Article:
We arrived at my sister Katleyn’s and there I didn’t just get to meet her but also my beautiful nephew Michael who – looking at baby pics of myself – was most definitely related to me.
It was so crazy meeting my sister. I always wanted sisters and – though I have incredible friends who are like sisters to me – actually meeting a blood sister was so emotional. We had a lovely time together, sharing about our lives a bit and enjoying little Michael loving life. I can’t wait to see them again and mostly for Katelyn to come visit and us going to Harry Potter world together
 

We headed home later that evening and I went to bed tired but so full – the more I got to meet family and spend time with dad, the more I knew this was only the beginning.

 
Friday was a big day. I had asked dad and Ms Regina whether they’d be willing to visit Selma with me. I had obviously learnt about Bloody Sunday in 1965, had read a lot about it and had seen the movie, and being so close I was desperate to go, walk where they walked, pay my respects.
So we went. And my goodness what a trip that was!
 
We arrived at Brown Chapel where a lot of the organising and planning for the fateful march for Voting Rights took place, the church where the wounded were cared for after the brutal attacks. I got to take a picture with dad in front of that space and from there I wanted to walk where the marchers would’ve walked. 
 

 

After a little bit of resistance from dad (he didn’t think it was safe for me to walk by myself) Ms Regina and I won (I pretty much said, dad, I’m a grown woman who’s been to way more dangerous places by myself ha) and I walked the path.
Now if you know me at all, you know I need a soundtrack to everything so with Ms Nina Simone in my ears I walked from Brown chapel to Edmund Pettus Bridge. 

Tears streaming down my face at points because – call me crazy – I sensed the struggles and battles fought by our people in those lands. It was like their blood was screaming from the pavement and their ghosts were pleading for justice around every corner. I was in that state of mind when a lovely elderly lady stopped me asking me about my earrings. We started a chat and I quickly knew this encounter was another god-send affirming that the trip I was on was divinely orchestrated to say the least.

Turns out the lady was none other than Ms Annie-Pearl Avery. She was one of the younger members of the SNCC back in the day and was part of the team organising the march in ’65. She was on the bridge that day. We chatted for quite a bit and I promised I would be back with dad and Ms Regina, to visit the museum for African American history she was hosting as a volunteer. 
 
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Me and Ms. Annie-Pearl Avery
 
Blown away by this ‘coincidence’ I kept walking – at one point I took a left and there it was. Edmund Pettus bridge.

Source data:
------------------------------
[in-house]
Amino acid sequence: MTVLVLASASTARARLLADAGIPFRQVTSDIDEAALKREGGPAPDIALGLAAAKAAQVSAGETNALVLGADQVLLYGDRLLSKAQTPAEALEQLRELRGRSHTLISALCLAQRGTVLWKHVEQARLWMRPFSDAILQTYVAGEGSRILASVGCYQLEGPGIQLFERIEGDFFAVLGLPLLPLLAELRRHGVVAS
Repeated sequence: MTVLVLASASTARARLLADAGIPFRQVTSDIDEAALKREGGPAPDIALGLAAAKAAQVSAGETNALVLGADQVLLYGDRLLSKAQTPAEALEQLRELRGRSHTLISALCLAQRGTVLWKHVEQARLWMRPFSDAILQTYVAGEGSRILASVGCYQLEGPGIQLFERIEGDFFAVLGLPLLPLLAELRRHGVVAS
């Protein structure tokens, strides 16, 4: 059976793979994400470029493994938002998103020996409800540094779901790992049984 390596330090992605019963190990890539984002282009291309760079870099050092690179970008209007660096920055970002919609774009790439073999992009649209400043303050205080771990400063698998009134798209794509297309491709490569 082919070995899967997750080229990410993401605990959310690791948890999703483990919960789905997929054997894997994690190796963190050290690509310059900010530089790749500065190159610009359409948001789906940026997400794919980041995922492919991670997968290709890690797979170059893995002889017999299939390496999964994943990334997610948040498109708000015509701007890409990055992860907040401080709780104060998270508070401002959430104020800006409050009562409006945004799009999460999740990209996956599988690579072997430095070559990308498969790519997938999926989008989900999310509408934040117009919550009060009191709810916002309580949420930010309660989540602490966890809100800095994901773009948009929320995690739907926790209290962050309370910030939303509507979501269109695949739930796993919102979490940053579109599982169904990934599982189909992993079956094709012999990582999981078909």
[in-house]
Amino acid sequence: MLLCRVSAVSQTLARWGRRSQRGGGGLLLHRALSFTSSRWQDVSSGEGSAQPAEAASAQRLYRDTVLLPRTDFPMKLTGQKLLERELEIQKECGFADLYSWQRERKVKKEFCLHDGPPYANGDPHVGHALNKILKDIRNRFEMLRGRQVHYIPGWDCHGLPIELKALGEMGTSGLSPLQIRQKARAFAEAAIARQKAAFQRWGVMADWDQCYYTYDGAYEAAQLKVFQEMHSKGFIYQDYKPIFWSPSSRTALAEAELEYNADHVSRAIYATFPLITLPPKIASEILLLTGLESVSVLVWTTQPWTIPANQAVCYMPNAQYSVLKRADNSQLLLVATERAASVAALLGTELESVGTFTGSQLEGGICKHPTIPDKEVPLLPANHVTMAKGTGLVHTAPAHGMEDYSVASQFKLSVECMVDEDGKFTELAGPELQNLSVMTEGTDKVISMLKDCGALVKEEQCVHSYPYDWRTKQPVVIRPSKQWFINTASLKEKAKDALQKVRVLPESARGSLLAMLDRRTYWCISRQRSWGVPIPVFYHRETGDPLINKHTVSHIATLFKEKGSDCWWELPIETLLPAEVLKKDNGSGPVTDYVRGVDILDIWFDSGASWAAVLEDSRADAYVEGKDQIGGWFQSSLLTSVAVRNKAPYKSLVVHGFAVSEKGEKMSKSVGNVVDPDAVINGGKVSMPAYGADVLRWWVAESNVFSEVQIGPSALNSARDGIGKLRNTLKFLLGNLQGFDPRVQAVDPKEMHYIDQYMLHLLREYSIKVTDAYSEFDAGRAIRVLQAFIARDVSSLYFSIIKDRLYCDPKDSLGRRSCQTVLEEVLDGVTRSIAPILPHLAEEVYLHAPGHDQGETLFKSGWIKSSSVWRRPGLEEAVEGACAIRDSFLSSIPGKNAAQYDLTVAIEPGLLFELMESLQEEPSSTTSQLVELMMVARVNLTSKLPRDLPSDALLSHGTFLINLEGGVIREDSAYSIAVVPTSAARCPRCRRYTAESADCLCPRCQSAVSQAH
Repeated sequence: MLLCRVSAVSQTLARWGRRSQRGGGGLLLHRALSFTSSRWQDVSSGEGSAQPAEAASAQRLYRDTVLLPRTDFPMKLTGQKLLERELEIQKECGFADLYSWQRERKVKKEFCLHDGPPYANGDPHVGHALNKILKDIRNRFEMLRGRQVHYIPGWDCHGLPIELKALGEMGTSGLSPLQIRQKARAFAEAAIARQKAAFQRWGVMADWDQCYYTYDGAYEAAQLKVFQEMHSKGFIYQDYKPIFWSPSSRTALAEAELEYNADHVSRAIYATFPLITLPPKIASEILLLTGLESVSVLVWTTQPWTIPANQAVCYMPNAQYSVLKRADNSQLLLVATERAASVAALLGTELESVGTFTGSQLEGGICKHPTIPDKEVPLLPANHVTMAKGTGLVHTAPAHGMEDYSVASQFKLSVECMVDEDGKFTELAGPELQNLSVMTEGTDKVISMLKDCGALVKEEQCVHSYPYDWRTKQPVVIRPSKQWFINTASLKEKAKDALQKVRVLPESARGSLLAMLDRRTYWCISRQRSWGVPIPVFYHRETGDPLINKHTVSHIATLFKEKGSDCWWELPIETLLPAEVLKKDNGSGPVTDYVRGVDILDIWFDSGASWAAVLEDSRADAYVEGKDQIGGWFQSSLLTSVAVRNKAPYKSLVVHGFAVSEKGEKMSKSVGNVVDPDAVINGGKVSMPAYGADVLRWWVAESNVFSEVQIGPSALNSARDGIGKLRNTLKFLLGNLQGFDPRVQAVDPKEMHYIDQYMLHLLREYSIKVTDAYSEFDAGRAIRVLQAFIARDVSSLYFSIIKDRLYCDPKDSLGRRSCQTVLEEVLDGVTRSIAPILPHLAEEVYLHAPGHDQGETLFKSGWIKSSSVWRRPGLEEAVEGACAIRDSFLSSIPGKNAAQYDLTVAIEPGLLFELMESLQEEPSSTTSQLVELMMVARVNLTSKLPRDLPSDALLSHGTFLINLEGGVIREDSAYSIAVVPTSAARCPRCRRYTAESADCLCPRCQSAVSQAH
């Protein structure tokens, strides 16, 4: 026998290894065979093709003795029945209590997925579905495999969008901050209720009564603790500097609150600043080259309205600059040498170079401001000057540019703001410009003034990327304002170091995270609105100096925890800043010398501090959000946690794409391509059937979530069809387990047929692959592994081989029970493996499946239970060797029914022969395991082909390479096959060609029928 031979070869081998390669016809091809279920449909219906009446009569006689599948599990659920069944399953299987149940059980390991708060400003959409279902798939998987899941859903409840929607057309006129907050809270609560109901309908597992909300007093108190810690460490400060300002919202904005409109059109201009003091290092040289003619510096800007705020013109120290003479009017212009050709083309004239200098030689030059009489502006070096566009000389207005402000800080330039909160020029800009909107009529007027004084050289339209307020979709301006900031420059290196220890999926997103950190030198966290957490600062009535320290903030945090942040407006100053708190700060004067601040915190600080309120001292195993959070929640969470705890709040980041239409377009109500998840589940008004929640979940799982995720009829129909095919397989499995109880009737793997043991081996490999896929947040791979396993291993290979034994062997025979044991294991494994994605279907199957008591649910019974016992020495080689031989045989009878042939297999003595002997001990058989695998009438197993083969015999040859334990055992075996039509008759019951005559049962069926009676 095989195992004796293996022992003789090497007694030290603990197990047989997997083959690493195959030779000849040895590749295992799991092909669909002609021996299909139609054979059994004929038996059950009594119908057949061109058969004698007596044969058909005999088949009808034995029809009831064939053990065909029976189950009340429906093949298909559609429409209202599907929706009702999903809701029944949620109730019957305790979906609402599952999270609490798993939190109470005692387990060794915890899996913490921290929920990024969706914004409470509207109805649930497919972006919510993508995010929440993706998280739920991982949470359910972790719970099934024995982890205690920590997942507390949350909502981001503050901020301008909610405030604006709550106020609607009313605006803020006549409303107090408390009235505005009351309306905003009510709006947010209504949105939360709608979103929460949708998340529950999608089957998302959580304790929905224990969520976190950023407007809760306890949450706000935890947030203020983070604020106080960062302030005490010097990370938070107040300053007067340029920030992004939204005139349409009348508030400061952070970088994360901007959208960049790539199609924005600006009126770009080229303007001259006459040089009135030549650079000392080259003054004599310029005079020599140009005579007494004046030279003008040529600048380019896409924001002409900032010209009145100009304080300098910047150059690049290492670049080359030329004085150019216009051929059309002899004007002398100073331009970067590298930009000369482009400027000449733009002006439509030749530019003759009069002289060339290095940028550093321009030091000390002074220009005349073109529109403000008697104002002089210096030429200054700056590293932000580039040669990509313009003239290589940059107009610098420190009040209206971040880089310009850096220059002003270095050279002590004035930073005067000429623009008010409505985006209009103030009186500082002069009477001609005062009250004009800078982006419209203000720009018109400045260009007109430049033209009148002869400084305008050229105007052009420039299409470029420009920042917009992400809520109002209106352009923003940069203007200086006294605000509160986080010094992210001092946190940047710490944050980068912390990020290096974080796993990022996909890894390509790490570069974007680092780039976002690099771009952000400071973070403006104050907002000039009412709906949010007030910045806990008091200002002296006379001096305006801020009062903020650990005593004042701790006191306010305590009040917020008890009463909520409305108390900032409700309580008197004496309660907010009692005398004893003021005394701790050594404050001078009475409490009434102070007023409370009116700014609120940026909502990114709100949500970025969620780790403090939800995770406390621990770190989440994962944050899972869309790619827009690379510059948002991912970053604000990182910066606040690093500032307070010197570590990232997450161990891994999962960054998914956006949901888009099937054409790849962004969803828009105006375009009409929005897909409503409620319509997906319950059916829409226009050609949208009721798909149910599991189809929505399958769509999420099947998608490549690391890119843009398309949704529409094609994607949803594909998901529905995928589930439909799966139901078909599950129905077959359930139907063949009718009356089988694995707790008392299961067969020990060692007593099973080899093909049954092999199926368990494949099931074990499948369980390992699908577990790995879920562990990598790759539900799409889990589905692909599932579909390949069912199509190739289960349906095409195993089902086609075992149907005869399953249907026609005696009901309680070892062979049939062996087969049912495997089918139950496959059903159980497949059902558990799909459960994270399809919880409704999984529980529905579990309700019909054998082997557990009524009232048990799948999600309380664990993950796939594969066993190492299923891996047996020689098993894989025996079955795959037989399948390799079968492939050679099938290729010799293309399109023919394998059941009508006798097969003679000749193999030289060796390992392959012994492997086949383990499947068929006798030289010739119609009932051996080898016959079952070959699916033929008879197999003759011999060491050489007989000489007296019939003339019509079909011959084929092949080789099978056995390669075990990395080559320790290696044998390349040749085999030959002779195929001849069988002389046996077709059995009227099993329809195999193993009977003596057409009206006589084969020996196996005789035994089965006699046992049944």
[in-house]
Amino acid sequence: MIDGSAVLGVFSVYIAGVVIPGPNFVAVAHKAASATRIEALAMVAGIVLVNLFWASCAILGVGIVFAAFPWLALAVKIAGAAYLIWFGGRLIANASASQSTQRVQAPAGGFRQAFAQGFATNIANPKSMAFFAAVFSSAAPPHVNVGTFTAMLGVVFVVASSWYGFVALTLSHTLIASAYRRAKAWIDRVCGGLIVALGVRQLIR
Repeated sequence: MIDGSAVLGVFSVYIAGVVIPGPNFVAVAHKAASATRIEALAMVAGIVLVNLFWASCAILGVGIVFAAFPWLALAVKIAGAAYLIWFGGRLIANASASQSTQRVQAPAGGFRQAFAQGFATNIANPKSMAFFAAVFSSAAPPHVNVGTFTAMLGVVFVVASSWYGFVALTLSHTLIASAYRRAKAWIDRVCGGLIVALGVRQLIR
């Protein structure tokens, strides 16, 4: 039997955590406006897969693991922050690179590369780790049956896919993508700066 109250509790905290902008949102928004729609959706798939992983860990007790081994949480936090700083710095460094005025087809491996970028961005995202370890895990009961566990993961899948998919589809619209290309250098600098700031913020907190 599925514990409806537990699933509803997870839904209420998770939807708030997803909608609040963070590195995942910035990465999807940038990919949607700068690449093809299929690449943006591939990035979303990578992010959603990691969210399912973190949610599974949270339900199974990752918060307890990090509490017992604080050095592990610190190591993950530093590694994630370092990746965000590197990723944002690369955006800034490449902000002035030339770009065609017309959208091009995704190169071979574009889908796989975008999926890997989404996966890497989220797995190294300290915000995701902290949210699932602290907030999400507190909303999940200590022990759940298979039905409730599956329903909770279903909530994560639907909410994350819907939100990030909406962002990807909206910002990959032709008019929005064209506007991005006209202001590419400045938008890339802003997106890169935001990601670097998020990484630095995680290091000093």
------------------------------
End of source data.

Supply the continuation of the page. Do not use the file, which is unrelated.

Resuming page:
In many ways it’s just a bridge like any other but for the one who knows history and has an open heart it is so much more. It’s a monument to the sacrifices made by thousands and thousands of African Americans over the centuries. It’s a reminder that the evil of racism – once unleashed – stops at nothing and a reminder that we all must do everything we can to change the narrative. As I walked over the bridge, dad met me about half way and we walked the rest together. Suffice to say, I was a weeping mess as we arrived on the other side.
Once you arrive at the foot of the bridge, there’s a gift shop, some monuments to the history of African Americans in the South as well as some monuments to some of the civil rights leaders of that time and a museum / institute of voting rights – and if you ever get to go to Selma make sure you take time to do the museum! It’s beautifully set up and honours not only the men and women of big names in the movement, but celebrates the ‘Footsoldiers’ the hundreds and thousands of men and women who marched, resisted, prayed and hoped that the narrative of what being African American, what being black in this nation, would change.
 
One of the monuments was a reminder of the lynchings that took place in the south. There was more on that in the other museum we went to later, but there was something so eerie, so deep about standing in front of those trees where my brothers and sisters would’ve no doubt hung from some time in history….India Arie wrote a song called ‘India’s song’ in which she sings about the journey of our ancestors and the impact this has had on generations…I was hearing that song in my heart and again, couldn’t help but break down crying. In that moment dad came and gave me the biggest hug. Gosh there is something so powerful in a father’s embrace! In that moment I was so aware of how we’re all connected, how history is written right now and how if anything matters, everything matters.
 
The most heartbreaking thing about my day in Selma though wasn’t even the reminder of a history I had studied so intently. It was the reality that a lot of Selma probably didn’t look much different from the days of Dr. King and the foot soldiers marching there. Not only that, but once back at the museum Ms Avery hosted, we learnt that she had never stopped fighting for the cause and had been arrested a few times in the past months for protesting – hear hear – voter suppression. So much still to do in this beautiful fatherland of mine…
 
As you can imagine, that day took it out of me. We didn’t talk much on the journey home – except that dad and Ms Regina too were glad that we had done the trip. They had never been and I was grateful I got to do it with them.
 
Yet again, I felt that my being there was about more than meeting dad. Meeting dad was the the obvious reason. But like so many things in life, there are layers to everything…and the longer I was there, the more I realised there were layers to this trip I was on.
 
I had no idea what I was saying…
They dropped me off and – after recording a little Vlog for my own records – I got ready for bed.
The next day we were due to leave for Clarksville, TN where two of my other siblings live and as I was falling asleep I couldn’t help but wonder how many more surprises were waiting for me…
 
(To be continued)